What is Chikungunya Virus and How Does it Spread?
Chikungunya (chik-en-gun-ye) is one of the lesser known viruses transmitted to humans by mosquitoes, but it is gaining notoriety in the Western Hemisphere since its introduction to the Americas in 2013 on several Caribbean islands. Certain parts of Africa, Southeast Asia, and India report the largest number of cases each year. Areas with known transmission should consider extra preventative measures for newborns, older adults (65+), and people with medical conditions such as diabetes, high blood pressure, and heart disease. Chikungunya disease can result in painful and disabling symptoms, but it is rare to see complications resulting in death. If a person has been infected, their body will likely build a tolerance for protection against future infections.
|Symptoms of Chikungunya Infection|
- Chikungunya symptoms typically begin with a fever three to seven days after exposure.
- Following the fever, individuals experience significant joint pain or stiffness usually lasting for weeks or months.
- Other symptoms can include muscle pain, headache, rash, or joint swelling.
|Treatment of Chikungunya Infection|
- Currently, no specific medications exist to treat chikungunya virus infection or disease.
- Treatment for symptoms includes rest and the use of acetaminophen to relieve fever and pain.
- Patients should also be advised to drink plenty of fluids if diagnosed.
- If anyone has recently traveled to a known endemic area and are displaying any of the symptoms of chikungunya infection, they should consult their physician immediately.
Chikungunya Misdiagnosed as Dengue
Chikungunya infection has symptoms similar to dengue infection and can be misdiagnosed in areas where dengue is common. Both infections can result in fever, headache, and muscle aches. Lingering joint pain, with some adults experiencing months of arthritis, is the main difference for individuals with a chikungunya infection.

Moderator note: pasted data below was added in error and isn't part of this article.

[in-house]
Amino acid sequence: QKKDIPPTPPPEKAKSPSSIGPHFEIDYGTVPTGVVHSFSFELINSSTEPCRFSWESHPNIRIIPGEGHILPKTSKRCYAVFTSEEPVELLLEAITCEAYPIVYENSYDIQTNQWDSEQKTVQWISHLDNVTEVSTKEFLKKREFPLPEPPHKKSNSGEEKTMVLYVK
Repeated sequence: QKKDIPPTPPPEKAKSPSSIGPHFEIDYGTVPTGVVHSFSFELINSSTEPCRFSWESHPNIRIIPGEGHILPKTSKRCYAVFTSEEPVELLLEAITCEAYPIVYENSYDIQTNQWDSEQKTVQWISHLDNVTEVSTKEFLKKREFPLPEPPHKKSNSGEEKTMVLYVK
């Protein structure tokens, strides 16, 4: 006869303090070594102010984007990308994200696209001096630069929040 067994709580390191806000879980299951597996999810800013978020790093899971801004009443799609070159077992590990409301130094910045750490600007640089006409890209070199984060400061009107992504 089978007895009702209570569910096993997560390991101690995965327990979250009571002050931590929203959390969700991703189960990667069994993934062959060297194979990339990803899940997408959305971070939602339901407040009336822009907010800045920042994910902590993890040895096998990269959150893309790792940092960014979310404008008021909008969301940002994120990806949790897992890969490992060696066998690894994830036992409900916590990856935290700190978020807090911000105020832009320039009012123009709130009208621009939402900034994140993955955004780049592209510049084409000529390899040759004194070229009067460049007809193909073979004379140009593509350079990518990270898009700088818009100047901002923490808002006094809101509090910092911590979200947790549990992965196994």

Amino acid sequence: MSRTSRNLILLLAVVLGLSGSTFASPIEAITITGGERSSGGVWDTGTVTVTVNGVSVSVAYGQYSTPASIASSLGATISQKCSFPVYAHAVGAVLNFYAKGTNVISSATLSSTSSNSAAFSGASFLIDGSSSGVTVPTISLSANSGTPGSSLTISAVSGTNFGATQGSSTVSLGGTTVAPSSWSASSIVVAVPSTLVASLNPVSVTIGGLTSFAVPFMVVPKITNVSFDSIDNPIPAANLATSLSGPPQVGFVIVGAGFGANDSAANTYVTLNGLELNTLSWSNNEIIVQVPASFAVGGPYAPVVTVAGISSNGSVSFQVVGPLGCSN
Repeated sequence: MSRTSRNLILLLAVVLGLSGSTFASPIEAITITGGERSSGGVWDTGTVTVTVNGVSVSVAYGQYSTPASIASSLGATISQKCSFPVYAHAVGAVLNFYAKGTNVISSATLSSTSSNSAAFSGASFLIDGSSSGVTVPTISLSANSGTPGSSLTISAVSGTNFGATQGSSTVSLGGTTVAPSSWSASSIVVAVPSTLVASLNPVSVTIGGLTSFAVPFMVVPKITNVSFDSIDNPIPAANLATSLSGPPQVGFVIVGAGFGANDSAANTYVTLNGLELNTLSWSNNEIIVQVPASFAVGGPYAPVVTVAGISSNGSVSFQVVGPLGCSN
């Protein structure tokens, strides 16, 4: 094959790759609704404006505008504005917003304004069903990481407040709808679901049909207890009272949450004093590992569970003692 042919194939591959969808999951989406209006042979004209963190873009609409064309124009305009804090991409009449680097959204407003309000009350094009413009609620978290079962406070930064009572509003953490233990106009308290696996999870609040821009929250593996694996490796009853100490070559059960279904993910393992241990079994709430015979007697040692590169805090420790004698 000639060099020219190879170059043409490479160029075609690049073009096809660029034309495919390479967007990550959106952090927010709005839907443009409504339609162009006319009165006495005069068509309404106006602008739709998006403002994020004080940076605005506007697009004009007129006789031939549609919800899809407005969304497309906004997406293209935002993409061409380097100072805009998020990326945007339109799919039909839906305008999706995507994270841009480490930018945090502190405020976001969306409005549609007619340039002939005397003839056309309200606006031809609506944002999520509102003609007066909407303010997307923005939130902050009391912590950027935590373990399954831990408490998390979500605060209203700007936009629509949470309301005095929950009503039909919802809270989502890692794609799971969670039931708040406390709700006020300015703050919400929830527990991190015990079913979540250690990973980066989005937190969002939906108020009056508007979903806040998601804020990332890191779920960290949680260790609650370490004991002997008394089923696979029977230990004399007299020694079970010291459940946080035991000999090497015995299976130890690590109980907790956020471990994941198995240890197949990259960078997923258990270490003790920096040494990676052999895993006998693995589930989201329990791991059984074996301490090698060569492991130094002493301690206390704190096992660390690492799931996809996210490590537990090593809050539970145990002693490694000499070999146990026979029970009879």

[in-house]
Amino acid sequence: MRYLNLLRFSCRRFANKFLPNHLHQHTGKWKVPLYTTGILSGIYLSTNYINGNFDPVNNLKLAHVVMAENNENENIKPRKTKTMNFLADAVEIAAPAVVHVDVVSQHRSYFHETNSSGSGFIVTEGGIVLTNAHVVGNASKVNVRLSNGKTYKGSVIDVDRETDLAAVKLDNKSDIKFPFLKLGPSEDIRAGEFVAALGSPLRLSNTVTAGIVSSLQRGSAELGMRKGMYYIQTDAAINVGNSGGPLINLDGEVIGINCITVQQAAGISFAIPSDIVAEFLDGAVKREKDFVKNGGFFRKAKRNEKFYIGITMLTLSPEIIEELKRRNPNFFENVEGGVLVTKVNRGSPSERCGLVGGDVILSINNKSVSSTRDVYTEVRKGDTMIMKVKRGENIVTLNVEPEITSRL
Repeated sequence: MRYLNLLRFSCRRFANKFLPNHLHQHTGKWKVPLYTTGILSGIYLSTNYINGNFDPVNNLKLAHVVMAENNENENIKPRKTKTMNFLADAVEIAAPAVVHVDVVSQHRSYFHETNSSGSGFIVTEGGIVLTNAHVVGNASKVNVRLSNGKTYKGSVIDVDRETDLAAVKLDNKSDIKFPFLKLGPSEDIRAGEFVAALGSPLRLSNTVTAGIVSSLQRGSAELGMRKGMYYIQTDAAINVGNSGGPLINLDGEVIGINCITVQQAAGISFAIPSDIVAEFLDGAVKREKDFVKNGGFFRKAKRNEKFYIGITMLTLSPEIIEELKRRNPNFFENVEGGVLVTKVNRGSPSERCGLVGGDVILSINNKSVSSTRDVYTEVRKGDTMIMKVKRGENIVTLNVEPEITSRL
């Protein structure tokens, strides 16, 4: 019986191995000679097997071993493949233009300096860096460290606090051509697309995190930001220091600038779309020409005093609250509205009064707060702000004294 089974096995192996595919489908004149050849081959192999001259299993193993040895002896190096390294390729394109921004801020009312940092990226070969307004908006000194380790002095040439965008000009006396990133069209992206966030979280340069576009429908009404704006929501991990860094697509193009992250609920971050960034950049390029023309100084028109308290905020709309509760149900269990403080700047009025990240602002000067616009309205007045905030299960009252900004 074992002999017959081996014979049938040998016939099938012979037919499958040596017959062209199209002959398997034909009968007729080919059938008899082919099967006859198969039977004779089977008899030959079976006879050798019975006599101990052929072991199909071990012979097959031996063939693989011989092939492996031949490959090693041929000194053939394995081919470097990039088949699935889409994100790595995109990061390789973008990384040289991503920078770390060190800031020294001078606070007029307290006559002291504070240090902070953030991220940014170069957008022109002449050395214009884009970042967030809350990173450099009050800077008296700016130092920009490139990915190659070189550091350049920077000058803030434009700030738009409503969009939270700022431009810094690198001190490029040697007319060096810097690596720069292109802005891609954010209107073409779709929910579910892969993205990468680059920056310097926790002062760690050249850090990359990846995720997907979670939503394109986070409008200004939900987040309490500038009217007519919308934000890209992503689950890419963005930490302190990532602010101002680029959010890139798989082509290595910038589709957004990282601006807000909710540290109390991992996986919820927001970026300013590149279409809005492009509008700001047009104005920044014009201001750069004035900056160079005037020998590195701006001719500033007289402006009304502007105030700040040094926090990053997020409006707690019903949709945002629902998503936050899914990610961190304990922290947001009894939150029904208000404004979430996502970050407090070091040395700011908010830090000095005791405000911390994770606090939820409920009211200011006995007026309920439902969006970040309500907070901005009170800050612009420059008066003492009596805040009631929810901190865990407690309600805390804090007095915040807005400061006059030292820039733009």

Chikungunya and the United States
Beginning in 2014, the United States began reporting cases from citizens who had contracted the disease in South America and the Caribbean and traveled back to the U.S. before symptoms had begun (Imported Cases). Local transmission of chikungunya (citizens that have contracted the disease in the U.S.) has now been confirmed in Florida, Puerto Rico, and the U.S. Virgin Islands. In 2015, a total of 679 chikungunya virus disease cases were reported to ArboNET (the national arboviral surveillance system managed by the CDC) from 44 U.S. states, all of which occurred from imported cases. U.S. territories reported 202 cases of locally-transmitted cases of chikungunya virus from Puerto Rico and the U.S. Virgin Islands. There is a risk that the virus will continue to spread to new areas by infected travelers in the years to come. Unlike the more commonly recognized mosquito-borne viruses in the United States, which have an animal reservoir, chikungunya virus is a human virus. Mosquitoes become infected when they feed on a person already infected with the virus and then spread the virus by feeding on other humans. A portion of the United States is at a higher risk because of climate and the presence of certain Aedes mosquitoes.
A Global View of Chikungunya
Chikungunya is most often transmitted by Aedes aegyptiand Aedes albopictus mosquitoes. These species are also responsible for the transmission of dengue virus, yellow fever virus, and more recently Zika virus. The below maps highlight parts of the world that provide a suitable environment for each species.
Maps obtained from the Wall Street Journal via Sources: Kraemer MUG et al., eLike Sciences, University of Oxford; photo by Marvin Recinos/Agence France-Presse/Getty Images (aegypti); photo by James Gathany/Centers for Disease Control (albopictus)